Documentary Filmmaking in 2014 – Trends & Five of the Best Documentary Films

February 11, 2015

All in all, 2014 was a great year for documentary filmmaking with some brilliant work having been released by both returning professionals and new talent fresh out of documentary filmmaking school. We also saw a few definite trends emerge and a few that were further cemented with last year’s output, and the most notable one is the increased amount of character studies which are being released.

The Rise of the Portrait

For a while now, character-centric documentary films have become a staple of the industry but this has reached influx levels very recently. However, it’s for this very reason that not all character studies are good—some filmmakers have seen the success of such emotional documentaries featuring colorful (and often tragic) subjects, and feel that it’s a magic bullet guaranteed to make for a great documentary.

Due to the slew of documentaries of this ilk, it’s no longer enough to point a camera at someone with an interesting story. Audiences have had their fill of these, and require a cherry on top in order to become fully engaged.


That said, thanks to the inherent nature of humankind’s love of storytelling, character study documentaries aren’t likely to lose their appeal – all we’re seeing now is that they have to be told exceptionally well in order to stand ahead of the competition.

And that is still achievable given that the subgenre offers a robust framework on which to tell a great story – character documentaries lend themselves extremely well to narrative story structure, can be less complicated to shoot (though not always) and often the story can unfurl in unexpected ways even as it’s being told.

NYFA’s Year in Documentary Film

In addition to the above trends, a number of instructors and students from NYFA’s documentary school have found significant success and awards season recognition for their documentary work. Curriculum Advisor and Master Class professor Geof Bartz edited the HBO documentary Larry Kramer in Love and Death that recently debuted at Sundance and was an Oscar contender this year. In addition, documentary graduate Muhammad Hamdy, who DP’d on the Oscar-nominated film The Square last year, had his most recent film We Are The Giant short-listed for this year’s Oscars.

A number of other films directed by NYFA instructors were also featured in this year’s Oscar race  including Jeremy Xido’s much buzzed-about film Death Metal Angola. In addition, instructor Hilla Medalia produced the acclaimed documentary and Oscar contender Dancing in Jaffa and wrote and directed The Go-Go Boys: The Inside Story of Cannon Films. And recent One-Year Documentary graduate Colleen Shaw’s short documentary All in my Head: The Patrick Stein Story was short-listed for the Best Documentary Short Oscar.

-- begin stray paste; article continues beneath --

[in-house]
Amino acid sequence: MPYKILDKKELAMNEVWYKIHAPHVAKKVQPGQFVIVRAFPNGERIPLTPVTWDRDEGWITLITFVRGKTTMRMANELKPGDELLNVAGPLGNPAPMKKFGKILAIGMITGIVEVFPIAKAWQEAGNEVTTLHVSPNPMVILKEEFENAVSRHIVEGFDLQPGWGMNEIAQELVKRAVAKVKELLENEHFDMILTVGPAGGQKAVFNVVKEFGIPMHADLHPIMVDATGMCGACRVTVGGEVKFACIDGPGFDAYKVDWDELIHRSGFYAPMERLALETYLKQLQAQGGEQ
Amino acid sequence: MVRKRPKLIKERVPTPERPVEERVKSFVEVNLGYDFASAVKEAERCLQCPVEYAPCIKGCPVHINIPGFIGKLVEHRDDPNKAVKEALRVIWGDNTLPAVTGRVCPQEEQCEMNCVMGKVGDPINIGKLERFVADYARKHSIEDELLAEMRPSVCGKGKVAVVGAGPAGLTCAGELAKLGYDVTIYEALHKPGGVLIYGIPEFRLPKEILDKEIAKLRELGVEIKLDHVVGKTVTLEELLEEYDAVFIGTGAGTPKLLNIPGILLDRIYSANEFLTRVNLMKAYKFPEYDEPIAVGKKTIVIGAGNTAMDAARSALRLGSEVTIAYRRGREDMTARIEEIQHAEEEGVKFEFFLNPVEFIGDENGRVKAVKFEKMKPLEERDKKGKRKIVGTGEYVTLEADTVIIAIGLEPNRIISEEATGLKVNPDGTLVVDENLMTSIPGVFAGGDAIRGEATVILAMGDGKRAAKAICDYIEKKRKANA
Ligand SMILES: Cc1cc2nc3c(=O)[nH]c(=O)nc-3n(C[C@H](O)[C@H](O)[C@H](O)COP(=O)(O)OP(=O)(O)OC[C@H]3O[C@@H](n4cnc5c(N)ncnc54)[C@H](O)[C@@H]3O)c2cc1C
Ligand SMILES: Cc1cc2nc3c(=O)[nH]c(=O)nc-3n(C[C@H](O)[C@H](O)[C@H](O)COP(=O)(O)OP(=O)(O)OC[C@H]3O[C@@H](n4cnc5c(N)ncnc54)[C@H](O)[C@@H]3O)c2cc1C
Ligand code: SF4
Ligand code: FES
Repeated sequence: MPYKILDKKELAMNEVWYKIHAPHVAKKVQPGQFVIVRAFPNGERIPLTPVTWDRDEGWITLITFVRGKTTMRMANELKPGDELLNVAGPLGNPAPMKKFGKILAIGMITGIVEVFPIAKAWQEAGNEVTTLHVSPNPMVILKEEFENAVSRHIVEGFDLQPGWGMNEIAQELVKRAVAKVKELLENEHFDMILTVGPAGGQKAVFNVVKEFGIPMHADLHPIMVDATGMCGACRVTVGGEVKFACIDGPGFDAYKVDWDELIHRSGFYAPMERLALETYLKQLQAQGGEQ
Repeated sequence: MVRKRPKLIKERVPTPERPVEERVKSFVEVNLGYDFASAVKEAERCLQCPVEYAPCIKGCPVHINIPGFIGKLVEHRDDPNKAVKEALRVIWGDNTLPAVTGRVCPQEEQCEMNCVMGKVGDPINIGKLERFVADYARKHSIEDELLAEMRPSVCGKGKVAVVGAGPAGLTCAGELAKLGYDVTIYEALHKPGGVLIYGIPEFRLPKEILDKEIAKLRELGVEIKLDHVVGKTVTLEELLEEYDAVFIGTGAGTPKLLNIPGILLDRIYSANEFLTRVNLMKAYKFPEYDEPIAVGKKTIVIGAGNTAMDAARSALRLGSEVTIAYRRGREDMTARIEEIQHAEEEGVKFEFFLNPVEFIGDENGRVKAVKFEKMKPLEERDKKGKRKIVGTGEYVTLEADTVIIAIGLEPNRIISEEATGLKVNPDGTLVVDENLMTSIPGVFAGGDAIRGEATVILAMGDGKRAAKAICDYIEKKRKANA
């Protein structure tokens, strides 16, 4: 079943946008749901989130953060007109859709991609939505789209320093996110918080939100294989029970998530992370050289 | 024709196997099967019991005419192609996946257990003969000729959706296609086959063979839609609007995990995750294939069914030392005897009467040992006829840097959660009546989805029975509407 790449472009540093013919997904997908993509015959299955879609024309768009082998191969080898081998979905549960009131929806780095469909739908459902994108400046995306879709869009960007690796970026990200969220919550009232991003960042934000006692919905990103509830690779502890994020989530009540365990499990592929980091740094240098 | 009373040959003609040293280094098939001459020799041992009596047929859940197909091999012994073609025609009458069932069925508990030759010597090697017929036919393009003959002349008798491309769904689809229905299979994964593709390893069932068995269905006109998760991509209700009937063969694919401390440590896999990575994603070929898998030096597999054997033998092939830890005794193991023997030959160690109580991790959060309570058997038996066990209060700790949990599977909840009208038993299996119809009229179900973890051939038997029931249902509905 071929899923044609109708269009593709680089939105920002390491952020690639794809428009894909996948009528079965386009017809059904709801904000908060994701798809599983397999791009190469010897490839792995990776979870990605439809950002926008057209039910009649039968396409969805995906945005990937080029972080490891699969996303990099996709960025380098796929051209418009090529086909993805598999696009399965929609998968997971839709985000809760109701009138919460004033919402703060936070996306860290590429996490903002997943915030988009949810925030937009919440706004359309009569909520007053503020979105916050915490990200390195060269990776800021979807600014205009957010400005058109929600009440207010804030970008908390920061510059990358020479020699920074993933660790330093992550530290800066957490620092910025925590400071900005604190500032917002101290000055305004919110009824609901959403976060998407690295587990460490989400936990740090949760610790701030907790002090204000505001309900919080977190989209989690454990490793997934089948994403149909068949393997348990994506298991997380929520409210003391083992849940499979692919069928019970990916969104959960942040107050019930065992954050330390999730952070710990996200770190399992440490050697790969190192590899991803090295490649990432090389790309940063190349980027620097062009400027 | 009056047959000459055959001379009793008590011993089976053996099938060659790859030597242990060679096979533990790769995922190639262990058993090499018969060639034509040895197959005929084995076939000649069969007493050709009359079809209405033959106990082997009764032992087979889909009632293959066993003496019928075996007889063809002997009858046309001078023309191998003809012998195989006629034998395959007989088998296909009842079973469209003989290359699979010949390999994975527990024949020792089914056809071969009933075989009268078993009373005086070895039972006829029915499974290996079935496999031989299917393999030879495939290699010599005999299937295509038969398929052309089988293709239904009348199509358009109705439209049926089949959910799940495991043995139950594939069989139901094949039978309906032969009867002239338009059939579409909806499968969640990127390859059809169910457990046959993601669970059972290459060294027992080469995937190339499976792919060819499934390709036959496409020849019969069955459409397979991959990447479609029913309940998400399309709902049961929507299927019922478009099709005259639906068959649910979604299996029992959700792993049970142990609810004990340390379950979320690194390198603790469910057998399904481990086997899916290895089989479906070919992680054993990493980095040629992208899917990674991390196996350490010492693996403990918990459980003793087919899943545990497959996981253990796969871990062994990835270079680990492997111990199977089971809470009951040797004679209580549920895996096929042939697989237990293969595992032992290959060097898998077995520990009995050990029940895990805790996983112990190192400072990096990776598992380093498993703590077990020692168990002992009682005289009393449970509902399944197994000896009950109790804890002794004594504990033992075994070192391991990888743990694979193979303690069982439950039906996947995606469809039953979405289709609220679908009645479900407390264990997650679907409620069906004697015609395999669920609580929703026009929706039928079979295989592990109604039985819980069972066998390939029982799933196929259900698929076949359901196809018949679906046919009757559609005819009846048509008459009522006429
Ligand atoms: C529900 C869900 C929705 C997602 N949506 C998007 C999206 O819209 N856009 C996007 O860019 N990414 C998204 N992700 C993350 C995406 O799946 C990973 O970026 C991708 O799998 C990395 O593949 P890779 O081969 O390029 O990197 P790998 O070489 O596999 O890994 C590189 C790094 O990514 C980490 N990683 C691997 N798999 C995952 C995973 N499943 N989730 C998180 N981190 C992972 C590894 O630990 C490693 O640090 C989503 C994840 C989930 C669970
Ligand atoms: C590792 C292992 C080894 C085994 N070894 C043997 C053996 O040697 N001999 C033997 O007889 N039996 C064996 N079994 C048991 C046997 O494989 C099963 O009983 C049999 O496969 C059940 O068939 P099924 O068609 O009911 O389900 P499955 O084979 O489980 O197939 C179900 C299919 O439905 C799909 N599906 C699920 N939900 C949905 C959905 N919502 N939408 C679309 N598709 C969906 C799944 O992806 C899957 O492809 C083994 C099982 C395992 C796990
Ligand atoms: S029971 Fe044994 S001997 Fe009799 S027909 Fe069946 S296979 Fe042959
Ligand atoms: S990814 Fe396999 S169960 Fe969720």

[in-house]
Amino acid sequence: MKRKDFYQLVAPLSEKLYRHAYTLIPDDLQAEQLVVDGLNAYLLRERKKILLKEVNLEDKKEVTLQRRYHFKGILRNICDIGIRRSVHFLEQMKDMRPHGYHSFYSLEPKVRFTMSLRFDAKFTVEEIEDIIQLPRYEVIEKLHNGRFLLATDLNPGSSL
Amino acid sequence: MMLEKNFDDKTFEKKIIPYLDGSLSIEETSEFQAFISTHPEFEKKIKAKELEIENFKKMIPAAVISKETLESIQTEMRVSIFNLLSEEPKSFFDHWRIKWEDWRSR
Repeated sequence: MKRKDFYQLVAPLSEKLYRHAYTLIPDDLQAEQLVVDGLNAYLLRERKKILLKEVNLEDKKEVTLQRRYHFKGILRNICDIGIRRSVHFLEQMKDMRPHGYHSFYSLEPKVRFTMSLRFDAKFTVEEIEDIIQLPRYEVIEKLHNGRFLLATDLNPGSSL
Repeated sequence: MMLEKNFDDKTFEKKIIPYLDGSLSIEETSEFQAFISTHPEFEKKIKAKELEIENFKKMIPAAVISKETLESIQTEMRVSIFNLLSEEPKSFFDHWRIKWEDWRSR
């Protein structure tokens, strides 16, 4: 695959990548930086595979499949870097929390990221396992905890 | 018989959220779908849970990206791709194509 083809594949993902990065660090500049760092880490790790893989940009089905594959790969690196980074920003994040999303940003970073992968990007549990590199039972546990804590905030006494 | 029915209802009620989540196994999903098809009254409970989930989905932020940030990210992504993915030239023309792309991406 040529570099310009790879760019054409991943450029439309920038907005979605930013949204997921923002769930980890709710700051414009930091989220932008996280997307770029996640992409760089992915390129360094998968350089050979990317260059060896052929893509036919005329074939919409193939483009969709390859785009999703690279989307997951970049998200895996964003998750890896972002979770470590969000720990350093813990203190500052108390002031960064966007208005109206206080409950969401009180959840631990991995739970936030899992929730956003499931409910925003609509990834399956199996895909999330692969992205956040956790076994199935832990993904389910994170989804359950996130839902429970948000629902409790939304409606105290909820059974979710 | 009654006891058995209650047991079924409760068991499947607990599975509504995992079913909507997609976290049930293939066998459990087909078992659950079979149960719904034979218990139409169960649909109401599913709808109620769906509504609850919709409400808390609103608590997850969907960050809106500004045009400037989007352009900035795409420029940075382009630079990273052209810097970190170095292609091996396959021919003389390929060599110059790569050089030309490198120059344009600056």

Subculture Club

An even more recent documentary trend which has formed as an offshoot to this is the idea of ‘community’ documentaries – that is, exploring a subculture (usually Internet based) which is misunderstood by the mainstream.

ash ball

Documentaries covering video gaming and religious subcultures (think King of Kong, Indie Game: The Movie, For the Bible Tells Me So and Jesus Camp) seem to be especially rising to the forefront of documentary filmmaking, which seems to correlate with how both topics have risen in popularity over the past decade.

Again, this trend for documentary filmmaking isn’t likely to go away given that there are bottomless depths to plumb in terms of subject matter.

Top 5 Must-Watch Documentaries of 2014

Unfortunately, the Golden Globes have eschewed the idea of an award for documentaries again this year (the last time it recognized the work of documentary filmmakers was 1977), but there were many documentaries in 2014 that would surely be eligible for such an award if it existed.

Rotten Tomatoes: 90%

Wire star Brandy Burr under the microscope, examining her decision to leave the show to start a family before trying to re-enter the limelight once again… but what starts off as a simple premise ends up twisting and turning in huge, unsettling ways.

Rotten Tomatoes: 97%

The Edward Snowden story was always destined to be retold on celluloid in some form or another, but thankfully Citizenfour was the one to do it justice. This is hardly surprising given that the documentary was created by Laura Poitras, the woman Snowden reached out to in order to expose the United States government whilst she was making a different film on government surveillance (and thus making her implicit in the dramatic—and, by turns, horrific—tale which rapidly unfolded).

The Case Against 8
Rotten Tomatoes: 94%

A documentary covering a lengthy series of judicial proceedings may not sound incredibly engaging on paper, The Case Against 8 is truly deserving on a list of the top 5 must-watch documentaries of 2014. The fight for marriage equality which went all the way to the Supreme Court is a surprisingly emotional and deeply human one, with directors Ben Cotner and Ryan White carefully balancing the legal backstory with the relatable points.

Happy Valley
Rotten Tomatoes: 88%

The Jerry Sandusky scandal was one of the most explosive stories to have hit the headlines in the last decade. Emmy Award-winner Amir Bar-Lev manages to not only cover all the angles (and failings) behind this sensitive story, but also deftly explores the wider issues surrounding “team spirit” and the seeming invincibility of sports stars.

National Gallery
Rotten Tomatoes: 96%

For decades now, Frederick Wiseman has been an underrated master of cinéma vérité. His thirty-eight documentaries so far have primarily concerned themselves with exploring the workings of various major institutions—a ballet company, an air force training base, a major hospital—but last year’s study of London’s National Gallery might be one of his finest masterpieces.